Carry On by Rainbow Rowell (2015) – In this novel, Rainbow Rowell imagines how the world of Simon Snow (which she introduced as fanfiction/Harry Potter parody in Fangirl) would end if she were writing it. It’s Simon’s last year at Watford’s School of Wizarding, he’s trying to figure out how to defeat the Humdrum and stop it from sucking out all the world’s magic, and he needs to, as always, deal with his snotty roommate Baz (and their feelings). This is a fucking great book, and it’s so damn cute/heartbreaking. When I have eight seconds to breathe, I’m going to write an epic fanfic about it. I loved it.
Scary Stories to Tell in the Dark by Alvin Schwartz (1981) – These short stories retell classic scary stories, songs, and urban legends, some of which are legitimately creepy (And if you get the versions with Stephen Gammell’s terrifying illustrations, you’re in for even more of a treat.). As an adult, not all of these carry the same punch, but they were still fun to reread.
More Scary Stories to Tell in the Dark by Alvin Schwartz (1984) – This was the second installment of short stories and terrifying illustrations. It’s similar to the first – creepy as a kid, okay as an adult, and fun to reread.
Thor: God of Thunder, Vol. 2: Godbomb by Jason Aaron (2013) – This second volume sees the rise and fall of Gorr and shows some truly epic battling on behalf of the time-traveling Thors. We also got to meet the Goddesses of Thunder, Thor’s granddaughters, who were cool but should have had more screen time. Overall, this was much better than the first volume.
Thor, Vol. 1: The Goddess of Thunder by Jason Aaron (2015) – In this new arc, Thor has become unworthy to wield Mjolnir, and so a nameless woman steps up to the plate, dons the mantle of Goddess of Thunder/Thor, and proceeds to kick epic, epic ass. Seriously, this volume is amazing. I didn’t have very high hopes for it because of some well-publicized sour notes (Thor kissing male Thor to prove she wasn’t his mother, and Titania and her husband giving Thor special treatment/shit for being female), but it was amazing. This series could really go far.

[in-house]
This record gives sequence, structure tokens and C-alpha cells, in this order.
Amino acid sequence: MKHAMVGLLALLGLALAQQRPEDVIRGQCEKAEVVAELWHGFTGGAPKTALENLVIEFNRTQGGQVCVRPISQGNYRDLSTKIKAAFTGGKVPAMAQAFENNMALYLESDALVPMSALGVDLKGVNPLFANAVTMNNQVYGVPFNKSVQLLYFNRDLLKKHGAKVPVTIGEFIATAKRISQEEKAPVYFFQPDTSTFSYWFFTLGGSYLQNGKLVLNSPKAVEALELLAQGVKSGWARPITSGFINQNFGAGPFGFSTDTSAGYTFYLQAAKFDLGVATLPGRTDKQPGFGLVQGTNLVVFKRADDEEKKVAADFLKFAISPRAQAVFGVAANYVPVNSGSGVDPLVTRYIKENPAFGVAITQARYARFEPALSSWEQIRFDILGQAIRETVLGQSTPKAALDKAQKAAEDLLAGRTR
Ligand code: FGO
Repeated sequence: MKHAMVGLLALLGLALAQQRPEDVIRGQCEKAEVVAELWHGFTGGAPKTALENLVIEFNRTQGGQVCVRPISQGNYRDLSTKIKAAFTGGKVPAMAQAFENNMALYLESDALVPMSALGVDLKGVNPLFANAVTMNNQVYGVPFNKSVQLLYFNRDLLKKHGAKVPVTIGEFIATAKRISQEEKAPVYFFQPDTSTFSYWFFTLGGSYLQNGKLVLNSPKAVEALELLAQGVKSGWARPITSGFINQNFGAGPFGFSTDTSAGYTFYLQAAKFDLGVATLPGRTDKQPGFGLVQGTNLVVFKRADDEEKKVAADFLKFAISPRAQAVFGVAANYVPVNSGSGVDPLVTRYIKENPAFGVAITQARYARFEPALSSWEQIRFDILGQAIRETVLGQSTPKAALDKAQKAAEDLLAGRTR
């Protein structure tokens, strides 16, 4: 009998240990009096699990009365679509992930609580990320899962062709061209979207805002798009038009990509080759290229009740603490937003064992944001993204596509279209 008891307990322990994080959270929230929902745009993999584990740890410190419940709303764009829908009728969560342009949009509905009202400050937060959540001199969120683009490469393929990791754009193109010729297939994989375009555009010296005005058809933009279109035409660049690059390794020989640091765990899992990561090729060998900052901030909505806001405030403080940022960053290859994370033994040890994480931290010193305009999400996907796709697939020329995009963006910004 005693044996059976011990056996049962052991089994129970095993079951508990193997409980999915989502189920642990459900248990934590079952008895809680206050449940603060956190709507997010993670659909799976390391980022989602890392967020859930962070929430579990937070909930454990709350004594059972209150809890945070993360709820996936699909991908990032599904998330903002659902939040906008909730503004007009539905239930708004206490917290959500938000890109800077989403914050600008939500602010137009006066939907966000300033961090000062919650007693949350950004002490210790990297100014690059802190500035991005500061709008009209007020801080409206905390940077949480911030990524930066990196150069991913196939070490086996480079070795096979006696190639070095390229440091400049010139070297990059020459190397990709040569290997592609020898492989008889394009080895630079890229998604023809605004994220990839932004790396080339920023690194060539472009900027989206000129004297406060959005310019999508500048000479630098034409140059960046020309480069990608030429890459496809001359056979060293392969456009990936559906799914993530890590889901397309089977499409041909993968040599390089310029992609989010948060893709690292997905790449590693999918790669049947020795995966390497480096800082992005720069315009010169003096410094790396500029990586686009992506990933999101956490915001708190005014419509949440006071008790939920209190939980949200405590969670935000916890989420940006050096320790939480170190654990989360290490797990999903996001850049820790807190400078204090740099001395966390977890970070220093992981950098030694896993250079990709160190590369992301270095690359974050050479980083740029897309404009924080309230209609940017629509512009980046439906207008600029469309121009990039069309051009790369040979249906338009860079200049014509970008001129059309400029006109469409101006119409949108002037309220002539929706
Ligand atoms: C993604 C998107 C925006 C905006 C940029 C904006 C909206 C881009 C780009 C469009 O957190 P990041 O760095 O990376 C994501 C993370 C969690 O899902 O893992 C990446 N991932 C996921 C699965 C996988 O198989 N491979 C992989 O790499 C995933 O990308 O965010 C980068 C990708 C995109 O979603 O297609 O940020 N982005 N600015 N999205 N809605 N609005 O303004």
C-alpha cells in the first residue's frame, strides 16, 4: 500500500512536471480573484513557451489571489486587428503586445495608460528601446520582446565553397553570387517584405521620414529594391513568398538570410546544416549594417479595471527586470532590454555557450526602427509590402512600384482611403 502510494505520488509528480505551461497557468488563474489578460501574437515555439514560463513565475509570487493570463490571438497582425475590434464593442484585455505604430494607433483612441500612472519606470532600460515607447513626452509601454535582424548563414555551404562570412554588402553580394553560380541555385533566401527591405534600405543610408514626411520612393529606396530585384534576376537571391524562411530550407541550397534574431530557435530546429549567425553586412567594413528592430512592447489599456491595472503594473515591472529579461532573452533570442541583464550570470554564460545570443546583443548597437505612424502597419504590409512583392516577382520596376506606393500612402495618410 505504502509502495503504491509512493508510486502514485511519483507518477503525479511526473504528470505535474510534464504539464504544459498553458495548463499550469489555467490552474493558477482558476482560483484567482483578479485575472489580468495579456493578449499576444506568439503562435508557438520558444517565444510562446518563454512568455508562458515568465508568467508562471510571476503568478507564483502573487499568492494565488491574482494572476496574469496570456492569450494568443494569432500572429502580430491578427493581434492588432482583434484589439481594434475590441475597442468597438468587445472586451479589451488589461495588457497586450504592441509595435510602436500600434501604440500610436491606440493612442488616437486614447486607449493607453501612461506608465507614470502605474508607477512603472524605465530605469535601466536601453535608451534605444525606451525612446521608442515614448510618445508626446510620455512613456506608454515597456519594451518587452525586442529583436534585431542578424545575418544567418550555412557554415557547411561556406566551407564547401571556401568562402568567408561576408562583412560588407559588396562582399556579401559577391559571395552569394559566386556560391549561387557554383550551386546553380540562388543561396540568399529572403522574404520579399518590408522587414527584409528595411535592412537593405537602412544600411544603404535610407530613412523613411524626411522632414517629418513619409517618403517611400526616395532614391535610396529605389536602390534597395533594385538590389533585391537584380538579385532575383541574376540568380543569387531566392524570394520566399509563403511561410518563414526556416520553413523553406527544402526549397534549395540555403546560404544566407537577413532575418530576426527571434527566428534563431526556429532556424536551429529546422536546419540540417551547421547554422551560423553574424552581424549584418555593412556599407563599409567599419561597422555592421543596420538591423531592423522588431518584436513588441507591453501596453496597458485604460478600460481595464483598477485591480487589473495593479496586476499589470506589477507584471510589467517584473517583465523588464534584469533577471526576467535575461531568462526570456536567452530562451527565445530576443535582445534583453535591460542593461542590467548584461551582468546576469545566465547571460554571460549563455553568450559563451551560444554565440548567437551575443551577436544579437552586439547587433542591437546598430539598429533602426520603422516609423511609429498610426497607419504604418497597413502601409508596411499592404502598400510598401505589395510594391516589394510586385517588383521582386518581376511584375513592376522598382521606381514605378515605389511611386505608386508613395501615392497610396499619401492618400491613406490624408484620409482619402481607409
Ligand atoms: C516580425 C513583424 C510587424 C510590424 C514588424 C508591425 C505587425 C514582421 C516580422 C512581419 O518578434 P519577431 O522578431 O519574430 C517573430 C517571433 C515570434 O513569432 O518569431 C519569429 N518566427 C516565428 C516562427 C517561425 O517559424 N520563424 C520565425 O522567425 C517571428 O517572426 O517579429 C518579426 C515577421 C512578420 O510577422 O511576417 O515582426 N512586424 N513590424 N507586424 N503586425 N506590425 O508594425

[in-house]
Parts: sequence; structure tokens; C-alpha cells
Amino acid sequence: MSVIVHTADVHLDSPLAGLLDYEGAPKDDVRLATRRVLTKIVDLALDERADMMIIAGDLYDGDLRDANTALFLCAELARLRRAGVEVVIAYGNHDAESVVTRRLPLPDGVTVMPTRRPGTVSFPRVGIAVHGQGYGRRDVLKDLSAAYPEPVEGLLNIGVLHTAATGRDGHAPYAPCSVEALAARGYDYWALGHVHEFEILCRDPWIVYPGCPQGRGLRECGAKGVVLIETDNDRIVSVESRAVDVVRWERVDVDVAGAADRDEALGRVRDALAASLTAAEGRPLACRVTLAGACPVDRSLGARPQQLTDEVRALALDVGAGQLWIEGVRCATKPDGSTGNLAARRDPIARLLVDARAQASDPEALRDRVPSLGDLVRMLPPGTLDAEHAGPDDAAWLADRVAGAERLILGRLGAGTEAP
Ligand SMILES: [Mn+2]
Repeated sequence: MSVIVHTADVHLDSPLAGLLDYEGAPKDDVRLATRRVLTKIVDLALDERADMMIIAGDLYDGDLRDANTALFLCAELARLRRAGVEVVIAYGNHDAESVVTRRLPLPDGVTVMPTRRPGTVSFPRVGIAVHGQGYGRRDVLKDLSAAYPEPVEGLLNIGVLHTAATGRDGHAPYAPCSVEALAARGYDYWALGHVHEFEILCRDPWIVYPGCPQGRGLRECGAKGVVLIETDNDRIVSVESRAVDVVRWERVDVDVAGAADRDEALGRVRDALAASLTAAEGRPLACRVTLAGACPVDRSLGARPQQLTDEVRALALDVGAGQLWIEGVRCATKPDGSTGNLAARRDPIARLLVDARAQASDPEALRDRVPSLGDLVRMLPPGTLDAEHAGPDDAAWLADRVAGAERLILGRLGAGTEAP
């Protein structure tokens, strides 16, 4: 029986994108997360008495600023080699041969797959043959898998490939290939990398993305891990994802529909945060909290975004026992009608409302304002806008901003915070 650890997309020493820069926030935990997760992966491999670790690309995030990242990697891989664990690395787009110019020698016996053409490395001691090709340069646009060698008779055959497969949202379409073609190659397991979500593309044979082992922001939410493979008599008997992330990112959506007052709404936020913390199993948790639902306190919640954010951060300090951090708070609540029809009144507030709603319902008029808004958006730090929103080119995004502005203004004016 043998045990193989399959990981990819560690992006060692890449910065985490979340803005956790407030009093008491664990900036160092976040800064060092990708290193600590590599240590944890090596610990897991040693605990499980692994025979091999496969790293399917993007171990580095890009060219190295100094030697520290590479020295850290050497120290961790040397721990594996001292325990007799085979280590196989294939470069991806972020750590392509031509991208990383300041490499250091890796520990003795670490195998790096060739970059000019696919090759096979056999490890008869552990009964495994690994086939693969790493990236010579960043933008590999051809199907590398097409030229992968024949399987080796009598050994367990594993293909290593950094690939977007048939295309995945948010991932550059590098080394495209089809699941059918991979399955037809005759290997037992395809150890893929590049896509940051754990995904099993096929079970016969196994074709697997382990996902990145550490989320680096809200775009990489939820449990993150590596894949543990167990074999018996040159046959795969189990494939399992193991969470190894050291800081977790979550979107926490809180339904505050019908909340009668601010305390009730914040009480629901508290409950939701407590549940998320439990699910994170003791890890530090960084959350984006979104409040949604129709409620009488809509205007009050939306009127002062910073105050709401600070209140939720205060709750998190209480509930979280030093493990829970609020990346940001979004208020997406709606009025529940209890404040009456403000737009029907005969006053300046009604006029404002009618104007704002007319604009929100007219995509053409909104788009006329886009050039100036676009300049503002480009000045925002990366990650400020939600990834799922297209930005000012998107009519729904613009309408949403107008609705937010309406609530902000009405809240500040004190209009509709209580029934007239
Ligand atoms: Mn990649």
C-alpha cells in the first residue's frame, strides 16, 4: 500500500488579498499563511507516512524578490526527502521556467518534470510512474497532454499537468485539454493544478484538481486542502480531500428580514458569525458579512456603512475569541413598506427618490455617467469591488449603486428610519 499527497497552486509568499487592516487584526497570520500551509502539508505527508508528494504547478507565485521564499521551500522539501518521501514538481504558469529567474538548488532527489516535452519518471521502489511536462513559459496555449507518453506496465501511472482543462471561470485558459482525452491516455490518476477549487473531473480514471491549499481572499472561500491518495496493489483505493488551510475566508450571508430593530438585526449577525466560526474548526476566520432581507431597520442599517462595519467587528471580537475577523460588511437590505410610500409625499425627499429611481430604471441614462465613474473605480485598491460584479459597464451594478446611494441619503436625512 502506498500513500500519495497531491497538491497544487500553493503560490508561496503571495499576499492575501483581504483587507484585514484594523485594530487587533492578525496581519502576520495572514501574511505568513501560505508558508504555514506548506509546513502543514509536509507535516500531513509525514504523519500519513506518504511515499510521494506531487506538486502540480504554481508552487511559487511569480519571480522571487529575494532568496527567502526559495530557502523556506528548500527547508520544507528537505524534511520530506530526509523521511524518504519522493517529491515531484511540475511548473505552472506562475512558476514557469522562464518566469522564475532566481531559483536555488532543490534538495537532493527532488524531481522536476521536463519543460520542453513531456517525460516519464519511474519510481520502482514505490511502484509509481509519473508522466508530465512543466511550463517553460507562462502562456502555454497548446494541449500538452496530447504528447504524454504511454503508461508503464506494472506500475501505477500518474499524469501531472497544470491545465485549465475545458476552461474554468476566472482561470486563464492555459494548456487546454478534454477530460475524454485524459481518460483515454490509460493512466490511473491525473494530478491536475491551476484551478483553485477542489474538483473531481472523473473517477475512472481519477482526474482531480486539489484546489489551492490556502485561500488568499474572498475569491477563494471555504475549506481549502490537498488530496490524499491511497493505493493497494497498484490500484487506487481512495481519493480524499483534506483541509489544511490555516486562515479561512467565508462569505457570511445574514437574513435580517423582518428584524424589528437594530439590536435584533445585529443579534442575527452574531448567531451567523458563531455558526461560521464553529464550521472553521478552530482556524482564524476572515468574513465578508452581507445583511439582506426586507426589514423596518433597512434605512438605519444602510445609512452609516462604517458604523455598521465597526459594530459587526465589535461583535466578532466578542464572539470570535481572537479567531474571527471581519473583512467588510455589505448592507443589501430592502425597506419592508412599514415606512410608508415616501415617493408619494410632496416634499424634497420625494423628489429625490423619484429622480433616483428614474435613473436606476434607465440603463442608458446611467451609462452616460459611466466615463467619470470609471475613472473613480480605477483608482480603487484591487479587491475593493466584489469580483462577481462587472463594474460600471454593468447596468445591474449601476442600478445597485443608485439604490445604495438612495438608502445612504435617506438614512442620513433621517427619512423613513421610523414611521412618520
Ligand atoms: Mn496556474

Thor, Vol. 2: Who Holds the Hammer? by Jason Aaron (2015) – So in this volume, male Thor gathers a bunch of awesome women to help Thor when she’s struggling to defeat the Destroyer. It’s a great moment, and a great battle, and the volume ends with a dramatic reveal of Thor’s true identity. However, the volume was very short (only three issues) and had four filler issues/shorts after it. It’s a bit disappointing, but the actual series to still kick-ass.
Steven Universe, Vol. 1 by Jeremy Sorese and Rebecca Sugar (2015) – This volume contains a bunch of little shorts set in the Steven Universe world, including the Crystal Gems making Steven a birthday cake, Steven taking part in a bike race, how Steven would make a bagel hot dog, and Steven trying to hire Lion out as a taxi service. Some of the stories (especially the longer ones) are a bit hit and miss with their bulky drawing style and compressed paneling, but it was still a great read. Very cute.
Ms. Marvel, Vol. 3: Crushed by G. Willow Wilson (2015) – The third volume of Ms. Marvel is full of guest artists and fun little episodes like the Loki Valentine’s Day dance and Kamala crushing hard on a dude. However, it fell a little flat without Adrian Alphona’s signature style, and many of the issues felt too brief. It’s definitely the weakest of the volumes, but Kamala’s wonderful personality still shines.
Mom & Me & Mom by Maya Angelou (2013) – In this short book, Maya Angelou details her life being raised by her grandmother, returning to the mother that gave her up, and establishing their relationship. It’s a touching read, but it did feel like it ran too quickly through certain events.
One Piece by Oda Eiichiro (1997 – ongoing) ch. 341 & 342 – In these chapters, the crew deals with Nico Robin’s supposed betrayal and the introduction of a weird cast of characters – the C9P. It’s still good, but I needed to take a little break from it.
Shokugeki no Soma (Food Wars!/Soma’s Cooking Battles) by Yuto Tsukuda (2012 – ongoing) ch. 138 – 140 – These chapters really establish a new arc, and it’s going well so far. The new director of the school, Erina’s father, has instituted some really dramatic changes, which the Elite Ten are enforcing (sometimes through nefarious and unethical means). I’m really excited to see where this is going, especially if the shokugeki is no longer an option.
Ansatsu Kyoushitsu (Assassination Classroom) by Yusei Matsui (2012 – ongoing) ch. 158 – 161 – These chapters were more enjoyable than the last few, featuring more character development and a slow but sure set-up to the final battle. I can’t help wondering where this is going to go though.